Tilly explains that "Valmont" is a very different take on the novel "Les Liaisons Dangereuses" than Stephen Frear's adaptation of the Christopher Hampton play of it. "It's less theatrical, it's more in the smaller gestures and the period," she says. And the main characters, particularly the conniving Marquise and Valmont, are younger. British actor Colin Firth also play Valmont rather differently than John Malkovich did: "You know the guys who are the most dangerous?" asks Tilly. "The ones who make you feel the most comfortable. They make you laugh and they make you feel like the most fascinating person. Valmont LOVES women. And any man who's a philandering womanizer has to really be able to get inside a woman's head, don't you think? Would you fall for some guy who's just obnoxious? Maybe once in a while, if you feel real sorry for him." As it happens, Meg Tilly fell for Colin Firth. "But just don't say it was like Malkovich and Michelle Pfeiffer," she says, referring to the romance that blossomed during "Dangerous Liaisons" and ended Malkovich's marriage. "Because it wasn't at all like that. I'd been separated from my husband six months. It was after the movie was pretty much over that we decided to go out. Toward the end we started letting our characters go. We were so into them we could let them go. And that's when I realized, hey, I like this guy."
Tilly had met her husband, Tim Zinnemann, on her very first movie, "Tex", which he was producing. "I didn't know who he was, I didn't know what a producer did. He was just somebody hanging around the set. I didn't know who Fred Zinnemann (Tim's famous director father) was. I didn't know how to pronounce Tim's last name till we'd been together for some time. I called him Tim Z. I met Tim's parents on "The Big Chill", but they were just two nice old people. We got married when I was shooting "Big Chill". I'd gotten "Amadeus" and he said 'there's no way you're going to Czechoslovakia for six months unless we're married' and I said, OK. "We've been separated since August a year ago and we're divorcing. I wanted to be sure. We tried marriage counselors, we tried very hard. I've been with him almost eight years, that's a long time. You want things to work out. But I'm happier now. My children call him every day. He's a very good person and a good parent. And he was a good husband. I'd highly recommend him, you know what I mean? I think it was just me. I was barely 21 when we got together and he was 40. The 20's are very important years for a woman. I take responsibility for the marriage not working because I grew and changed and became not the person I was when he married me. If anything, he became a better person."
After Tilly finished "Valmont", Jack Nicholson cast her in "The Two Jakes" in the crucial, though supporting role that Kelly McGillis was set to play in the movie's previous incarnation, back when producer Robert Evans was going to play the other Jake and Robert Towne was directing. "I wasn't sure if I really wanted to do the part," Tilly says. "But when I met with jack and he started talking about the character, my curiosity got struck because I'd seen her differently. It was fun because after Milos, Jack was, like, 'Whoaooo, let's have fun.' It wasn't joking around. He was obsessed with making it better - and for me that's fun. I heard somebody said in some newspaper everybody couldn't wait to get off the set. Some New York paper. Nobody I talked to felt that way."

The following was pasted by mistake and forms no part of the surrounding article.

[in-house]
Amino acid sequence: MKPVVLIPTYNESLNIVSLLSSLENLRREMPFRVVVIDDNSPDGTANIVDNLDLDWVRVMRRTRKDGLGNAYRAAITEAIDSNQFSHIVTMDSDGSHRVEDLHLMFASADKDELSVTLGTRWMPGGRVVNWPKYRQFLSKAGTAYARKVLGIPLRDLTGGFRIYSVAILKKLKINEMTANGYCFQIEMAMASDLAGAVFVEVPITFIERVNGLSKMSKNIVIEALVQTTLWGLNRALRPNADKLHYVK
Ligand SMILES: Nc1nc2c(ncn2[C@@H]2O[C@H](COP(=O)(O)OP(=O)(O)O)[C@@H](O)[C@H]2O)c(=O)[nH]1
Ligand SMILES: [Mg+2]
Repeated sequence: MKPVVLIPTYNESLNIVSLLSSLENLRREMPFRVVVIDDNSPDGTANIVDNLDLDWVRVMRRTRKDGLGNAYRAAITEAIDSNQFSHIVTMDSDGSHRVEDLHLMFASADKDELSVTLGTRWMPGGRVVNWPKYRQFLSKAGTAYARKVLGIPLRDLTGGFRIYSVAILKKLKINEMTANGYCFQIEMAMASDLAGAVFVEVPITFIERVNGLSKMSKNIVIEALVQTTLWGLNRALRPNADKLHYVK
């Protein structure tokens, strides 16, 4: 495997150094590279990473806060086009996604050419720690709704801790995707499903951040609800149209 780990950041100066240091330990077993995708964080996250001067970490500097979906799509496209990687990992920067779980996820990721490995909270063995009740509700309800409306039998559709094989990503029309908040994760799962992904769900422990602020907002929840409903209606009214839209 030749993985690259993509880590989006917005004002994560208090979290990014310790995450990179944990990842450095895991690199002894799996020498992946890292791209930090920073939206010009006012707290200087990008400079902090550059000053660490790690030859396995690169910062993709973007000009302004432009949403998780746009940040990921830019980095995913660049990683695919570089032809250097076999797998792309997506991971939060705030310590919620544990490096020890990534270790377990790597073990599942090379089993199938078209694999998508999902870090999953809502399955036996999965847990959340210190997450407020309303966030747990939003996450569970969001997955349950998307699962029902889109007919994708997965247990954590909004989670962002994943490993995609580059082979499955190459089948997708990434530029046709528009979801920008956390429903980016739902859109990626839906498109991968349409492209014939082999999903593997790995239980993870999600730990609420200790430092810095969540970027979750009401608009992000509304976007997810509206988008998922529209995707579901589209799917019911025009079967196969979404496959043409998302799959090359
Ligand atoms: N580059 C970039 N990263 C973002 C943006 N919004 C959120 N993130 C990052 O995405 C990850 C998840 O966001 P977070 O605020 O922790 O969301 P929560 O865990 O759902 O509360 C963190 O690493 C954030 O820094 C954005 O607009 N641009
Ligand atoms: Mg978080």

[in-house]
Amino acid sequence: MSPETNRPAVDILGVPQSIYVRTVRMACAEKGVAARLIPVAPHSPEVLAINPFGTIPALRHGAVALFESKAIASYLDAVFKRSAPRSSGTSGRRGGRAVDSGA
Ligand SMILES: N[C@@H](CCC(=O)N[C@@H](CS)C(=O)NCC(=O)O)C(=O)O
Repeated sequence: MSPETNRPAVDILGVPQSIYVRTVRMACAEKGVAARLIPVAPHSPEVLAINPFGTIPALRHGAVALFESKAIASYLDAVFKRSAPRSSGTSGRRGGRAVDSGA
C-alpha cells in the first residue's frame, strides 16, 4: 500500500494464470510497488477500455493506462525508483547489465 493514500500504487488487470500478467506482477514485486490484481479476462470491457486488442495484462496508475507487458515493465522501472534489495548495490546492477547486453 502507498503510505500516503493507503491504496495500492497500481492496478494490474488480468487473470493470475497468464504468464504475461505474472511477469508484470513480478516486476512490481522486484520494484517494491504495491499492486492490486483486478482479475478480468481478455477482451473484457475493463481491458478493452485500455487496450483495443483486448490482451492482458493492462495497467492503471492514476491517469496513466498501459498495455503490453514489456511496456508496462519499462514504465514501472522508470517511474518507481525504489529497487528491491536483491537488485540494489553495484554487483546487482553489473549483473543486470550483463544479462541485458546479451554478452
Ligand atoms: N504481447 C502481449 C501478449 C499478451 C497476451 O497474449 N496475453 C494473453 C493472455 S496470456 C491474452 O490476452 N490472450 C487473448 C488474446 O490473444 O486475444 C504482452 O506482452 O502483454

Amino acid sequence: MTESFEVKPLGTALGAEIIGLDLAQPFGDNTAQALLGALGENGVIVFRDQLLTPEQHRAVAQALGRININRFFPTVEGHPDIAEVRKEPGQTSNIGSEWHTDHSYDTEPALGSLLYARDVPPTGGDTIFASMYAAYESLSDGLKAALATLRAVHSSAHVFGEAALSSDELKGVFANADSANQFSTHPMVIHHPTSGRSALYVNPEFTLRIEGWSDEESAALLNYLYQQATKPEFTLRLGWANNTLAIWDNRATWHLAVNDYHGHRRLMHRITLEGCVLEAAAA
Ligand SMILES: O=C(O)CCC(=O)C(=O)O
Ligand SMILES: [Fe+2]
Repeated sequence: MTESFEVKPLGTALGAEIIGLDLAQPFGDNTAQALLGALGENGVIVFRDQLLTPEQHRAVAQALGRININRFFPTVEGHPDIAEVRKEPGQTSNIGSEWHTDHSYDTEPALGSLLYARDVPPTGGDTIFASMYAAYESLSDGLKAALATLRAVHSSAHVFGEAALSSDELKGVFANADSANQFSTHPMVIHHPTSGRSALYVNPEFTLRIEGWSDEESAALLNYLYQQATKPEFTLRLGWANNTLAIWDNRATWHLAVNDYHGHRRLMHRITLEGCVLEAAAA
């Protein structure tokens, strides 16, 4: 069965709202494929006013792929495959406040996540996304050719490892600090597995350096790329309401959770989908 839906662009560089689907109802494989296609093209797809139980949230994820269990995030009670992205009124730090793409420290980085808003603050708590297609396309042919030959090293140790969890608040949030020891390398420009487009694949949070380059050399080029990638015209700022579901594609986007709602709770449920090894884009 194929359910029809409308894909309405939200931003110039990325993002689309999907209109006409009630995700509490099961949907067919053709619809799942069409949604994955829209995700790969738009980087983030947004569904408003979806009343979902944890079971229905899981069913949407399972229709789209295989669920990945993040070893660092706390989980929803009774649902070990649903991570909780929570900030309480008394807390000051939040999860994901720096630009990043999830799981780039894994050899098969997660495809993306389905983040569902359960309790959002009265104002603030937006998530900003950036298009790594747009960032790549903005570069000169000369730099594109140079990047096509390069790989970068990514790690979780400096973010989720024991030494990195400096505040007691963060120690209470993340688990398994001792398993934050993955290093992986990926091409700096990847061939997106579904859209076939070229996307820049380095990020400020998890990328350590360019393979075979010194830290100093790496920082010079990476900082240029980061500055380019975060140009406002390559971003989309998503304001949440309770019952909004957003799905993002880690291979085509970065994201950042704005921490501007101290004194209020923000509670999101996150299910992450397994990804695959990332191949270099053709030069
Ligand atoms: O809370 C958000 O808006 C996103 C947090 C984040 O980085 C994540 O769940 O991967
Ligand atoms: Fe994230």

"Unfortunately, we weren't getting scenes until the day we shot them. One time, Jack had to write a scene himself because it never came. We came to the set and he did rewrites and we were dressed in our wardrobes. The set was lit and we were sitting there waiting for the scenes to come off the xerox. Luckily, this was the end of the movie and I had my whole character and my whole situation and he did, too."
I ask Tilly what her plans are now, thinking she may have a strategy for following up her return to mainstream, "A" films. I should have known better. She tells me she's thinking of taking the year off. It's her daughter's first year of school - she needs to be close to home. How does she maintain a relationship with Colin Firth? "He comes to visit and it's wonderful. He works out of London. I need breathing space. I've gotten out of a relationship that seems very recent, and I don't want to leap too deeply into another. It's nice. He'll come back and visit."
So Meg Tilly will just live for a while in Canada, away from the crowd. "L.A. isn't healthy," she says. "Everybody comes up and even if they're friends or nice people, they say 'So and so's getting so much, you know what their quote is now? And so and so, everybody hates that one now. And, did you see her fat ass?' Everything can get a hold on you and you have to say, wait a moment, I'm really lucky in my life."
As our waitress comes up to give us the check, she looks sheepishly at Tilly and says, "I know you're an actress, and I just can't think of your name. But could you sign an autograph? And could you give me one for the other waitress, too?" Without announcing to the waitress what her name is, Tilly signs two autographs. Then she looks at her watch and registers surprise. "Oh, I've got to get home," she says. "I've got a turkey in the oven." I thank her for the interview and watch her disappear into the mall's thinning population. Later, on board Greyhound for my ride back to Vancouver, I think of her up on one of the surrounding hills, away from the discount stores, taking a turkey out of the oven in her log house.